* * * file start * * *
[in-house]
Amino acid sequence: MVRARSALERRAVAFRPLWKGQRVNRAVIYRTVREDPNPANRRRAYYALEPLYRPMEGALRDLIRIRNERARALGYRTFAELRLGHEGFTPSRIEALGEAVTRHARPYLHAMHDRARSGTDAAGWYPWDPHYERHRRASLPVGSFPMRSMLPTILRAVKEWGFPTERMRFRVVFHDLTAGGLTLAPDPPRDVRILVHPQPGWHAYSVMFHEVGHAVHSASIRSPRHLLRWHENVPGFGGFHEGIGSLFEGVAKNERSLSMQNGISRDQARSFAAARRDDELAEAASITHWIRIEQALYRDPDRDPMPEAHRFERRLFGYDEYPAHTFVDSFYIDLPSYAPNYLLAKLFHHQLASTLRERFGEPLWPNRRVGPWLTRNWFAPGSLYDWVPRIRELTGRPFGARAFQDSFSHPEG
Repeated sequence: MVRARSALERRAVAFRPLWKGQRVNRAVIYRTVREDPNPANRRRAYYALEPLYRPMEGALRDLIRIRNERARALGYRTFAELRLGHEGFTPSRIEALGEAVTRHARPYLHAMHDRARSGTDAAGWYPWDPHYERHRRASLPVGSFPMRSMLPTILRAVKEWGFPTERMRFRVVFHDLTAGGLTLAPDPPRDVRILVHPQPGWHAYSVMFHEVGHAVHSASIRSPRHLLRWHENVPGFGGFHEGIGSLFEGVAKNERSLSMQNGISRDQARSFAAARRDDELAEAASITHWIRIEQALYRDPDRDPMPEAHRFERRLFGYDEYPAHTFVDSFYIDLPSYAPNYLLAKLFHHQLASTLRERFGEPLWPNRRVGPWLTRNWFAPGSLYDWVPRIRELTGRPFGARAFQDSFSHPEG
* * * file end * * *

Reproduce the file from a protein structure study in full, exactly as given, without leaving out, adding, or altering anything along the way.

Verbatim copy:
[in-house]
Amino acid sequence: MVRARSALERRAVAFRPLWKGQRVNRAVIYRTVREDPNPANRRRAYYALEPLYRPMEGALRDLIRIRNERARALGYRTFAELRLGHEGFTPSRIEALGEAVTRHARPYLHAMHDRARSGTDAAGWYPWDPHYERHRRASLPVGSFPMRSMLPTILRAVKEWGFPTERMRFRVVFHDLTAGGLTLAPDPPRDVRILVHPQPGWHAYSVMFHEVGHAVHSASIRSPRHLLRWHENVPGFGGFHEGIGSLFEGVAKNERSLSMQNGISRDQARSFAAARRDDELAEAASITHWIRIEQALYRDPDRDPMPEAHRFERRLFGYDEYPAHTFVDSFYIDLPSYAPNYLLAKLFHHQLASTLRERFGEPLWPNRRVGPWLTRNWFAPGSLYDWVPRIRELTGRPFGARAFQDSFSHPEG
Repeated sequence: MVRARSALERRAVAFRPLWKGQRVNRAVIYRTVREDPNPANRRRAYYALEPLYRPMEGALRDLIRIRNERARALGYRTFAELRLGHEGFTPSRIEALGEAVTRHARPYLHAMHDRARSGTDAAGWYPWDPHYERHRRASLPVGSFPMRSMLPTILRAVKEWGFPTERMRFRVVFHDLTAGGLTLAPDPPRDVRILVHPQPGWHAYSVMFHEVGHAVHSASIRSPRHLLRWHENVPGFGGFHEGIGSLFEGVAKNERSLSMQNGISRDQARSFAAARRDDELAEAASITHWIRIEQALYRDPDRDPMPEAHRFERRLFGYDEYPAHTFVDSFYIDLPSYAPNYLLAKLFHHQLASTLRERFGEPLWPNRRVGPWLTRNWFAPGSLYDWVPRIRELTGRPFGARAFQDSFSHPEG